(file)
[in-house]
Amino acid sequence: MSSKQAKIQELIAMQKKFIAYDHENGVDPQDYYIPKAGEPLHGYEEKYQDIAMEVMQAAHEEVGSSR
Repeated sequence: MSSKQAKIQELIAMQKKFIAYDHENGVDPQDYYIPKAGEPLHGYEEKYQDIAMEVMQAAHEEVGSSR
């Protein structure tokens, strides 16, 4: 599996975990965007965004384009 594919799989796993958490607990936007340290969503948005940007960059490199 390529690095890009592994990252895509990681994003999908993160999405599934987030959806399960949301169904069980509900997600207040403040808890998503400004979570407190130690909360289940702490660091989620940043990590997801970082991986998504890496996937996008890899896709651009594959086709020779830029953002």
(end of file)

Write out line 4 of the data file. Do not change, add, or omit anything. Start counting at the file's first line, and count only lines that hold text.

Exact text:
């Protein structure tokens, strides 16, 4: 599996975990965007965004384009 594919799989796993958490607990936007340290969503948005940007960059490199 390529690095890009592994990252895509990681994003999908993160999405599934987030959806399960949301169904069980509900997600207040403040808890998503400004979570407190130690909360289940702490660091989620940043990590997801970082991986998504890496996937996008890899896709651009594959086709020779830029953002």